The link between Australia and the Duke of Edinburgh stretches back more than half a century but his unwitting role in the downfall of a prime minister earns him a lasting mention in Australian history.
Former prime minister Tony Abbott’s surprise move to award Prince Philip a Knight of the Order of Australia in January 2015 sparked a public and party backlash, and sowed the seeds for his ultimate removal later that year.
A week later Mr Abbott would confess he “probably overdid it on awards” before giving the power to award Orders of Australia solely to the council.
Even the gaffe-prone Prince Philip remained silent on the controversy, accepting the award from his wife, Queen Elizabeth, in a quiet Buckingham Palace ceremony several months later.
On Wednesday in London the Duke will attend his last official public engagement with a Captain General’s parade of the Royal Marines.
The announcement in May that the Duke was stepping down came after a day of much media speculation that the steadfast companion of the Queen for 70 years, may have died.
However, retiring at the age of 96, the Duke, who is the longest-serving consort in British history and also the oldest serving partner of a reigning monarch, is reported to be in good health.
He reportedly still takes the stairs rather than the lift and can still fit the uniform he wore on his wedding day.
Wednesday will be his 22,219th solo engagement since 1953, Buckingham Palace said.
The Duke of Edinburgh has been on 637 solo overseas visits, where his inappropriate comments often caused a stir in the hosting nation.
Over 20 royal visits to Australia were no different, asking Aboriginal leader Ivan Brim on a 2002 visit to Australia “do you still throw spears at each other?”
A decade earlier he refused to pat a koala in case he caught “some ghastly disease”.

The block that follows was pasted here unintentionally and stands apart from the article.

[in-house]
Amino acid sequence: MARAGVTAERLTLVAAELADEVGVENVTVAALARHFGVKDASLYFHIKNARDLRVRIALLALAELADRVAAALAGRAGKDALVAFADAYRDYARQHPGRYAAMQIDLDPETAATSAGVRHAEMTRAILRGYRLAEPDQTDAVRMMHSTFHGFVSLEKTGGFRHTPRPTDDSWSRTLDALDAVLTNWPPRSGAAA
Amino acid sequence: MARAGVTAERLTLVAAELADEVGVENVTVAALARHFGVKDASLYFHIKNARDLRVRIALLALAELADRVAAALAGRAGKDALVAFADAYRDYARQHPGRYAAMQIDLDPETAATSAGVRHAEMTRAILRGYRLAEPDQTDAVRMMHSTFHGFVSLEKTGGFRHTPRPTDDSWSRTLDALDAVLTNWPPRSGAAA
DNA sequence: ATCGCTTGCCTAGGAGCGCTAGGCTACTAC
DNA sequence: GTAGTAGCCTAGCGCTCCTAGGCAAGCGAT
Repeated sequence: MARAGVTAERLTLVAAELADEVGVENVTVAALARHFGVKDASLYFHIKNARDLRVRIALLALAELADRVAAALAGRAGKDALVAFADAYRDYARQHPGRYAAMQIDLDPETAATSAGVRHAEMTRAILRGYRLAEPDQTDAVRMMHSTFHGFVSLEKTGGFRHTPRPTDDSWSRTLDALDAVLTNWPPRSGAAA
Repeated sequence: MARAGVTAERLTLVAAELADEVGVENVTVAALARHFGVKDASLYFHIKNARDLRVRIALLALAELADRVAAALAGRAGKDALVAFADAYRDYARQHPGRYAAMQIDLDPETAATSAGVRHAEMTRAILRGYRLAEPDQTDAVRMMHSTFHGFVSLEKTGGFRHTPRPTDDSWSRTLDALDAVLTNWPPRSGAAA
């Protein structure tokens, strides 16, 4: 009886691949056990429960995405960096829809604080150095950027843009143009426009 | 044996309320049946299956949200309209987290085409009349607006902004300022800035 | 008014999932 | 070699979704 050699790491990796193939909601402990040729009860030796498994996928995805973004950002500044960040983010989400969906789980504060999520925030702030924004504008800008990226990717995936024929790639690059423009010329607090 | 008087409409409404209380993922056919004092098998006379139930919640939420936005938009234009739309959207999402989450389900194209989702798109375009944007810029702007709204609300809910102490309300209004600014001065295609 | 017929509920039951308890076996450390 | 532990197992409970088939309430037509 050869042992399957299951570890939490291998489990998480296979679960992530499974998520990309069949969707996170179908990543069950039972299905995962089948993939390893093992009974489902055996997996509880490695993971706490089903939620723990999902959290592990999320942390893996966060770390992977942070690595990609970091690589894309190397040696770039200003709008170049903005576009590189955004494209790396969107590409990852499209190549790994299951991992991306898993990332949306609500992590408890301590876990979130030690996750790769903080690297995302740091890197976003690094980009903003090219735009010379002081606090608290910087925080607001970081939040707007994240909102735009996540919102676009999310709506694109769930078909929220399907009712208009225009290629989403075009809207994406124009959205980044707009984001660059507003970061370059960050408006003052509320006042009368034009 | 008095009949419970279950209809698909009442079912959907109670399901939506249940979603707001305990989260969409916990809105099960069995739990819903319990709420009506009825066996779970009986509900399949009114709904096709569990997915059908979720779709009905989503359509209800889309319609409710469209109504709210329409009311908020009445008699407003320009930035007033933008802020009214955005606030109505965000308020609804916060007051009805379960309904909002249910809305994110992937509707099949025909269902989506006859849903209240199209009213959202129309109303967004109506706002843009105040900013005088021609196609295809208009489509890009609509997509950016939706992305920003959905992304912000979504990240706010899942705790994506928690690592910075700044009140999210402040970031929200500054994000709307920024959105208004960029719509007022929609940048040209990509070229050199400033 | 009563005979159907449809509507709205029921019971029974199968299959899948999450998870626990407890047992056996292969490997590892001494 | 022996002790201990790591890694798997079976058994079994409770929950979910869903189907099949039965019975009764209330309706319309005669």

Prince Philip’s naval career came to an end once his wife became Queen, but he served in WWII, seeing active service from the Indian Ocean to the Mediterranean.
In 1940 he escorted Australian soldiers from Melbourne to the Suez aboard battleship Ramilles, and five years later travelled to Australia as part of the British Pacific Fleet.
He joined the newly-crowned Queen Elizabeth on her Commonwealth tour in 1954, travelling across the country over eight weeks, and would return with her and on solo visits many times in the coming years.
During his visits to Australia he opened the 1956 Olympic Games in Melbourne, the 1962 Commonwealth Games in Perth, the Royal Australian Mint in 1965, was with the Queen when she opened the Sydney Opera House in 1973 and also opened the 1982 Commonwealth Games in Brisbane.
With that track record, it comes as no surprise that the Duke has been known to refer to himself as the “world’s most experience plaque-unveiler”.
The Duke of Edinburgh’s royal service in numbers from 1952 to August 2 2017:
* 22,219 – Solo engagements
* 637 – Solo overseas visits, including 229 visits to 67 Commonwealth countries, and 408 visits to 76 other countries
* 5496 – Speeches given
* 785 – Patronages
* 54 – Presentation of colours
* 32 – Service appointments
* 14 – Books authored